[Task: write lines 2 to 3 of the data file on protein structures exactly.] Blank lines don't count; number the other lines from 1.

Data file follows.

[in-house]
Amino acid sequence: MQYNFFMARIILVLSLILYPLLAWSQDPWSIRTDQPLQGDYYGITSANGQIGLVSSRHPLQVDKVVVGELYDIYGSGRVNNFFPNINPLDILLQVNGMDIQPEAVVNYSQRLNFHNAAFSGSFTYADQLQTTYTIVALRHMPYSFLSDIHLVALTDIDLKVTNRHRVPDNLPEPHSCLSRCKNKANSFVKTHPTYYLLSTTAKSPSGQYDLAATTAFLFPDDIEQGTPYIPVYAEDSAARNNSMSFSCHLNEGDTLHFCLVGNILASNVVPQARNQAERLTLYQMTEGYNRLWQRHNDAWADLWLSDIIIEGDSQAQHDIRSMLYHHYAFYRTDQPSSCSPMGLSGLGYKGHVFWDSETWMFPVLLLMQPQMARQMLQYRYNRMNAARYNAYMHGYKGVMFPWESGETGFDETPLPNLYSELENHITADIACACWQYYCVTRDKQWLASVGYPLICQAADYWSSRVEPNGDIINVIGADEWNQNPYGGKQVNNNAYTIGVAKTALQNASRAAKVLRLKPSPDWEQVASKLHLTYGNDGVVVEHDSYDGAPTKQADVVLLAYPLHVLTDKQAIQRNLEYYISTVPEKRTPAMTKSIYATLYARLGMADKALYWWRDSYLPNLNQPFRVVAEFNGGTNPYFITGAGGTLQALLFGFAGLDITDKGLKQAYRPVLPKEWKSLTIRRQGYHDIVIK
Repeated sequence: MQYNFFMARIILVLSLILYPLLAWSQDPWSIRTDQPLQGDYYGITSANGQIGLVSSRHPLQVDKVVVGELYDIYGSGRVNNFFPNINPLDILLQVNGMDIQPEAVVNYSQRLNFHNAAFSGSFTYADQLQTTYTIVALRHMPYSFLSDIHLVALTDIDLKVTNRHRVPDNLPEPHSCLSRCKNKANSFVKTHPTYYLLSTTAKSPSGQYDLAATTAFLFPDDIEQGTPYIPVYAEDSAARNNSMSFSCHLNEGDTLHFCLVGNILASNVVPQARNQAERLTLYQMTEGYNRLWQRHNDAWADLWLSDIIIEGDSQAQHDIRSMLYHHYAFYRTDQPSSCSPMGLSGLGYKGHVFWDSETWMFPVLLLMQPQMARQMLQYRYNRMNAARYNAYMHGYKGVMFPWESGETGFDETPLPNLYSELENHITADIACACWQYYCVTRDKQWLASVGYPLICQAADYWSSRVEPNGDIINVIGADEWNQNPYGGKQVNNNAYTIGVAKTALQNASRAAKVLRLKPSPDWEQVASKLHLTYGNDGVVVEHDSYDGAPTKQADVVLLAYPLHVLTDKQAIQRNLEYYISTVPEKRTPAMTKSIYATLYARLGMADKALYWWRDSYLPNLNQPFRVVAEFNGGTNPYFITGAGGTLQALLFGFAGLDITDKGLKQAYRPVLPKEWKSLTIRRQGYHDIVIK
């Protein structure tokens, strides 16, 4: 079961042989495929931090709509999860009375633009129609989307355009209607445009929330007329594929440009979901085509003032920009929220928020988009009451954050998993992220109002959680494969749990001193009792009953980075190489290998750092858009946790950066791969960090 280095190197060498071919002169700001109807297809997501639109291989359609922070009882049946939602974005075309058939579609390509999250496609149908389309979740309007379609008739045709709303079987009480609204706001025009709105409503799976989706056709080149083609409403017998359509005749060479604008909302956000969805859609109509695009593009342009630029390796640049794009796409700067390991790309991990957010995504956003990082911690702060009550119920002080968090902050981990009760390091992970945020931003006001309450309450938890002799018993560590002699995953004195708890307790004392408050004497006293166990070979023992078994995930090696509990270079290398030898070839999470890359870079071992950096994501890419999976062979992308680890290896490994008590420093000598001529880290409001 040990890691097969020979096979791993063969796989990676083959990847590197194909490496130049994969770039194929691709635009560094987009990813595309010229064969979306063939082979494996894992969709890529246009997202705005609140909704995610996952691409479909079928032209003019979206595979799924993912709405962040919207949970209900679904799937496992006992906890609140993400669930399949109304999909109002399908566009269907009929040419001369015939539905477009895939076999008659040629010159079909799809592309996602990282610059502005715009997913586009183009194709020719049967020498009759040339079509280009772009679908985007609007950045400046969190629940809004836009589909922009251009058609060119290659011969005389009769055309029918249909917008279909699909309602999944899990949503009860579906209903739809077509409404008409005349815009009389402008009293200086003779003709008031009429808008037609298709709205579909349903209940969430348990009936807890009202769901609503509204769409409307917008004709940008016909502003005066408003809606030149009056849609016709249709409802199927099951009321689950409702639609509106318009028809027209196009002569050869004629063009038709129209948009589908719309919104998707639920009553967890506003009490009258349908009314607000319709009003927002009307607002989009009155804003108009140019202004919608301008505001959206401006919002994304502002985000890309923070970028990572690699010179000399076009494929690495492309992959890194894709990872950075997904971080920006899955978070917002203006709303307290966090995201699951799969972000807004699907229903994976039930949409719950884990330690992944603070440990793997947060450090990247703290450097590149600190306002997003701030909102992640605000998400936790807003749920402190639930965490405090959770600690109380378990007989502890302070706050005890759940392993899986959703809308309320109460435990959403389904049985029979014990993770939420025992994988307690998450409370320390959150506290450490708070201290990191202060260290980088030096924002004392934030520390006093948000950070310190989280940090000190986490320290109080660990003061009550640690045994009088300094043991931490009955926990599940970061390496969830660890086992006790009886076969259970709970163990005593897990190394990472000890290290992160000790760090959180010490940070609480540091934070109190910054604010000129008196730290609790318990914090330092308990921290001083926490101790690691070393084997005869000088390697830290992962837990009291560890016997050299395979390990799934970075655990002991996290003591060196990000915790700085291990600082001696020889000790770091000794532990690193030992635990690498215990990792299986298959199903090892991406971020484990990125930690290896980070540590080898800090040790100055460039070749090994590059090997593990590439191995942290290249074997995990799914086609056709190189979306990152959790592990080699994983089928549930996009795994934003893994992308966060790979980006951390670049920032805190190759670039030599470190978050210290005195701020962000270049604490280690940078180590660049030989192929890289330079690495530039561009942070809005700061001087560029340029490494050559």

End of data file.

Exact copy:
Amino acid sequence: MQYNFFMARIILVLSLILYPLLAWSQDPWSIRTDQPLQGDYYGITSANGQIGLVSSRHPLQVDKVVVGELYDIYGSGRVNNFFPNINPLDILLQVNGMDIQPEAVVNYSQRLNFHNAAFSGSFTYADQLQTTYTIVALRHMPYSFLSDIHLVALTDIDLKVTNRHRVPDNLPEPHSCLSRCKNKANSFVKTHPTYYLLSTTAKSPSGQYDLAATTAFLFPDDIEQGTPYIPVYAEDSAARNNSMSFSCHLNEGDTLHFCLVGNILASNVVPQARNQAERLTLYQMTEGYNRLWQRHNDAWADLWLSDIIIEGDSQAQHDIRSMLYHHYAFYRTDQPSSCSPMGLSGLGYKGHVFWDSETWMFPVLLLMQPQMARQMLQYRYNRMNAARYNAYMHGYKGVMFPWESGETGFDETPLPNLYSELENHITADIACACWQYYCVTRDKQWLASVGYPLICQAADYWSSRVEPNGDIINVIGADEWNQNPYGGKQVNNNAYTIGVAKTALQNASRAAKVLRLKPSPDWEQVASKLHLTYGNDGVVVEHDSYDGAPTKQADVVLLAYPLHVLTDKQAIQRNLEYYISTVPEKRTPAMTKSIYATLYARLGMADKALYWWRDSYLPNLNQPFRVVAEFNGGTNPYFITGAGGTLQALLFGFAGLDITDKGLKQAYRPVLPKEWKSLTIRRQGYHDIVIK
Repeated sequence: MQYNFFMARIILVLSLILYPLLAWSQDPWSIRTDQPLQGDYYGITSANGQIGLVSSRHPLQVDKVVVGELYDIYGSGRVNNFFPNINPLDILLQVNGMDIQPEAVVNYSQRLNFHNAAFSGSFTYADQLQTTYTIVALRHMPYSFLSDIHLVALTDIDLKVTNRHRVPDNLPEPHSCLSRCKNKANSFVKTHPTYYLLSTTAKSPSGQYDLAATTAFLFPDDIEQGTPYIPVYAEDSAARNNSMSFSCHLNEGDTLHFCLVGNILASNVVPQARNQAERLTLYQMTEGYNRLWQRHNDAWADLWLSDIIIEGDSQAQHDIRSMLYHHYAFYRTDQPSSCSPMGLSGLGYKGHVFWDSETWMFPVLLLMQPQMARQMLQYRYNRMNAARYNAYMHGYKGVMFPWESGETGFDETPLPNLYSELENHITADIACACWQYYCVTRDKQWLASVGYPLICQAADYWSSRVEPNGDIINVIGADEWNQNPYGGKQVNNNAYTIGVAKTALQNASRAAKVLRLKPSPDWEQVASKLHLTYGNDGVVVEHDSYDGAPTKQADVVLLAYPLHVLTDKQAIQRNLEYYISTVPEKRTPAMTKSIYATLYARLGMADKALYWWRDSYLPNLNQPFRVVAEFNGGTNPYFITGAGGTLQALLFGFAGLDITDKGLKQAYRPVLPKEWKSLTIRRQGYHDIVIK